An HSBC spokesperson told The Guardian: “HSBC’s aim is to reduce emissions in line with a 1.5C pathway, promote energy security and ensure affordability and access to energy, as part of our commitment to a net zero future. In accordance with our 1.5C-aligned 2030 financed emissions targets and updated energy policy, we will no longer provide new financing or advice for the specific purposes of new oil and gas fields or related infrastructure, or for the most carbon-intensive petroleum assets. carbon. To accelerate an orderly transition to net zero, we continue to support customers playing an active role in the energy transition, including through regular engagement in their transition plans.”

The spokesman added that fossil fuels are likely to continue to be needed during a transition period. “The International Energy Agency’s seminal Net Zero 2050 report outlines that an orderly transition requires continued funding and investment in existing oil and gas fields to maintain necessary production and security of supply, with 2020 funding levels maintained. until 2030 and halving thereafter. they said.

However, Reclaim Finance noted that the IEA has also made it clear that no new fossil fuel development can take place if the world stays within the limit of 1.5°C of warming, above pre-industrial levels. It has identified fossil fuel developers in the report as those engaged in expanding their assets, such as new drilling and new mining activities.

LGIM is the UK’s largest company in the NZAM initiative, yet as of September it had at least $13bn in assets in fossil fuel developers, according to the report.

An LGIM spokesperson told The Guardian: “LGIM is one of the founding members of the Net Zero Asset Managers Initiative established as part of the Glasgow Financial Alliance for Net Zero (GFANZ) and as part of our commitment to Zero Net Asset Managers Initiative. and in association with and on behalf of our clients, LGIM has established its own interim zero net AUM [assets under management] target of 70% by 2030, and continues to make progress towards this climate transition. Financing the transition is vitally important and certain fossil fuels will need to be part of the transition to renewable alternatives. By divesting from entire sectors like oil and gas, we will not achieve any real-world results and investors will lose their ability to exert positive influence through active engagement.”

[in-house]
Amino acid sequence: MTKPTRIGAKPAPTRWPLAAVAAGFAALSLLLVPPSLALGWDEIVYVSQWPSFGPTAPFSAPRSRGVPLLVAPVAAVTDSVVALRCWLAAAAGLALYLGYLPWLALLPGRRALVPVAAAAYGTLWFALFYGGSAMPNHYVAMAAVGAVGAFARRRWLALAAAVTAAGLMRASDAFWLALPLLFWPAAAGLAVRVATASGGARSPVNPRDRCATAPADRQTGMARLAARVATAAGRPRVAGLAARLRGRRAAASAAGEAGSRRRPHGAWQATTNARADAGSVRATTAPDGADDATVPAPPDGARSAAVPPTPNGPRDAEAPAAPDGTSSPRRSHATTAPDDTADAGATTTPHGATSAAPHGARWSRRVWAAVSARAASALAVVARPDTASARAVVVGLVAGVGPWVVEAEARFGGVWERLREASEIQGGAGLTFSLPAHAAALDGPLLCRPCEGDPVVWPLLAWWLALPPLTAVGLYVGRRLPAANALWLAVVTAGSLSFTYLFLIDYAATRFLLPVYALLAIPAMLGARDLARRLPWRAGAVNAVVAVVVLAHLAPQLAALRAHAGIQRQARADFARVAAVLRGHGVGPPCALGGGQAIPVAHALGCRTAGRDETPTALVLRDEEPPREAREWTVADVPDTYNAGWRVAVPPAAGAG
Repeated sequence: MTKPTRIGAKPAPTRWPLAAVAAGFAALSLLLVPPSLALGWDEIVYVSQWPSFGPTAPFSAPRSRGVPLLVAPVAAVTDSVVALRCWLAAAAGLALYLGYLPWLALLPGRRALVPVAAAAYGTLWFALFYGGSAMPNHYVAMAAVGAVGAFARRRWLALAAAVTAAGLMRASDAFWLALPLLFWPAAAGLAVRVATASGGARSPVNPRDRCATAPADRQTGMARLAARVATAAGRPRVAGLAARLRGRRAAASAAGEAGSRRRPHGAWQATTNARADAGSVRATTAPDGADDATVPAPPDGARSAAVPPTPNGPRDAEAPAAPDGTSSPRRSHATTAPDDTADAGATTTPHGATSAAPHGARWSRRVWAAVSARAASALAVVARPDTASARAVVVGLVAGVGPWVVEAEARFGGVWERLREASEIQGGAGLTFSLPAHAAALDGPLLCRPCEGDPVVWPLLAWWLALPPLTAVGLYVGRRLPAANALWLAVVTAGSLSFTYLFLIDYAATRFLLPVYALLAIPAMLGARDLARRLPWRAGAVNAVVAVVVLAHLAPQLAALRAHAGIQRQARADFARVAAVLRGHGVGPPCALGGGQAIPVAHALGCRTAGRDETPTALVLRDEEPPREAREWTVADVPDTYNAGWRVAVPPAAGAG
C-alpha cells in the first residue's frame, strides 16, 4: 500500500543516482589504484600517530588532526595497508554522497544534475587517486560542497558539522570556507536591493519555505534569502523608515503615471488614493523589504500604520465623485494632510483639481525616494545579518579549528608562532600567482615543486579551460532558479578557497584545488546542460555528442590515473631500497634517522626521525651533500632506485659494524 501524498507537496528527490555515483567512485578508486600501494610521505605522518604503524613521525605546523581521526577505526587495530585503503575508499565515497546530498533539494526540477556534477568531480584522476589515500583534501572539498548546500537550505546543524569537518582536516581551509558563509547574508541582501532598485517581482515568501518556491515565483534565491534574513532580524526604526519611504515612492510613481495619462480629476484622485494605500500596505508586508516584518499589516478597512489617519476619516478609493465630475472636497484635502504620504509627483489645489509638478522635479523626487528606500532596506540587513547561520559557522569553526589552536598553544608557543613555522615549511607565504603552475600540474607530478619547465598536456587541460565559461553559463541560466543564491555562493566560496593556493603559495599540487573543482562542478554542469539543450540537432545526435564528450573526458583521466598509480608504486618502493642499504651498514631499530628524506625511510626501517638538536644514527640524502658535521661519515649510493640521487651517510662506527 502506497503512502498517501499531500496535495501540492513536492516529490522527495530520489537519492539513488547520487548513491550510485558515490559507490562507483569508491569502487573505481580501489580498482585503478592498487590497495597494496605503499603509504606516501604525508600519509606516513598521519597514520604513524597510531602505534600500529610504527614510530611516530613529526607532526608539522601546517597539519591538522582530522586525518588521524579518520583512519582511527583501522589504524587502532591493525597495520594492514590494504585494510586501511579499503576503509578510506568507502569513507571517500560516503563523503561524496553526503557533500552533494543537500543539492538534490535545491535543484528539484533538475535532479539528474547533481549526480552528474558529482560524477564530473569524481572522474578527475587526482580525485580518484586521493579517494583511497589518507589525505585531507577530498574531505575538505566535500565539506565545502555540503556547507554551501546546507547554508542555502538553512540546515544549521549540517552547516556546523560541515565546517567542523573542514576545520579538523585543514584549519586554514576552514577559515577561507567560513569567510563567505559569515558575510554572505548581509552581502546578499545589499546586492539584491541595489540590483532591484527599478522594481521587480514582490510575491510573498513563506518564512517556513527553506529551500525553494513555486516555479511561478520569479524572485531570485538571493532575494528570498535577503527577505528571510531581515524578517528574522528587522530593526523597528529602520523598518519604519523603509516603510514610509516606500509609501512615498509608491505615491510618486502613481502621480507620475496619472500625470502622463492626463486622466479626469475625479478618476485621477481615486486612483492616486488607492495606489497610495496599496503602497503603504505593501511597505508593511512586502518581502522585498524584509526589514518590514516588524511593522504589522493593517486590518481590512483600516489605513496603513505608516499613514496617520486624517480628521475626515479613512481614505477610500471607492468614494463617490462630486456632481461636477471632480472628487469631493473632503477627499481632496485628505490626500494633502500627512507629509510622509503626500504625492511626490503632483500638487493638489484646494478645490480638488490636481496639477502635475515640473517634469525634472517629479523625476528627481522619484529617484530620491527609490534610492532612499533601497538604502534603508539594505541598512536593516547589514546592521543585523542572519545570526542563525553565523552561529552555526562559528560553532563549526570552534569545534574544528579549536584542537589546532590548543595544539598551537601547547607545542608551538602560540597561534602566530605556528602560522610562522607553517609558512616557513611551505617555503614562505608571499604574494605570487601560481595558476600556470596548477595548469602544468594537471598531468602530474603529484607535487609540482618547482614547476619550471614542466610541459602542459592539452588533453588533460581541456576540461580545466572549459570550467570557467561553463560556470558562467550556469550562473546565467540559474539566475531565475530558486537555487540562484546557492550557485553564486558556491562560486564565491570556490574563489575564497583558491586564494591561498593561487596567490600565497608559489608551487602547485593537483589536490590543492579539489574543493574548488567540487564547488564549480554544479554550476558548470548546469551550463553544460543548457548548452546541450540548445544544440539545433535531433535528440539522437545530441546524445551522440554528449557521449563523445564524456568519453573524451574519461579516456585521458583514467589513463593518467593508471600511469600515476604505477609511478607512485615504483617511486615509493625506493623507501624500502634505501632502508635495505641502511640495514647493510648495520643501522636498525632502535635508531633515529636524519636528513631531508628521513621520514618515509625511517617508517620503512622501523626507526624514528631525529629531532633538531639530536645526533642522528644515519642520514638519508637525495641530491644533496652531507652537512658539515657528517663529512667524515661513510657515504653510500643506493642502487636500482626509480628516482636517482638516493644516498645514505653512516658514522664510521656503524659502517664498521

A GFANZ spokeswoman said: “This report focuses on an important aspect of the energy transition. It is clear that much work remains to be done to ensure that the world is deploying capital in a manner consistent with a 1.5C path, which is exactly why GFANZ was created. Based on research GFANZ commissioned last year, we know that investment in renewables needs to be four times that of fossil fuels by 2030 to constrain climate change in line with the Paris agreement targets.”

She added: “GFANZ members will detail how they are financing the transition of the energy sector when they publish their interim targets and transition plans. This will allow the government, investors and civil society organizations to track progress. We call on financial institutions that are not in GFANZ to join the alliances that make up GFANZ to provide transparency and become part of the solution.”